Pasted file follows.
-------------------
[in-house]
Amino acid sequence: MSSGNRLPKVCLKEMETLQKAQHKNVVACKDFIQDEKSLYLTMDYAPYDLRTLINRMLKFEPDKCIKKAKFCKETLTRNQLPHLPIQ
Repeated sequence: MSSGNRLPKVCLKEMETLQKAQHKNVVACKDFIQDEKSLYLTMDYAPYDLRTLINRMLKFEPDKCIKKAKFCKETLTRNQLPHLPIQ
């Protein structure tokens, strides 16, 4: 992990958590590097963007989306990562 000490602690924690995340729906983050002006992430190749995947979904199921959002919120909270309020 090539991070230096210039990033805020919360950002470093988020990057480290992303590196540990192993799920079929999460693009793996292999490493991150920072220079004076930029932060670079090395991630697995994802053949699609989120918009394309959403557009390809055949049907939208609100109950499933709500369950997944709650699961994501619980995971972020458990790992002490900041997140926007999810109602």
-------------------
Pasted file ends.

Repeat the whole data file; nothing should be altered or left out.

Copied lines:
[in-house]
Amino acid sequence: MSSGNRLPKVCLKEMETLQKAQHKNVVACKDFIQDEKSLYLTMDYAPYDLRTLINRMLKFEPDKCIKKAKFCKETLTRNQLPHLPIQ
Repeated sequence: MSSGNRLPKVCLKEMETLQKAQHKNVVACKDFIQDEKSLYLTMDYAPYDLRTLINRMLKFEPDKCIKKAKFCKETLTRNQLPHLPIQ
């Protein structure tokens, strides 16, 4: 992990958590590097963007989306990562 000490602690924690995340729906983050002006992430190749995947979904199921959002919120909270309020 090539991070230096210039990033805020919360950002470093988020990057480290992303590196540990192993799920079929999460693009793996292999490493991150920072220079004076930029932060670079090395991630697995994802053949699609989120918009394309959403557009390809055949049907939208609100109950499933709500369950997944709650699961994501619980995971972020458990790992002490900041997140926007999810109602």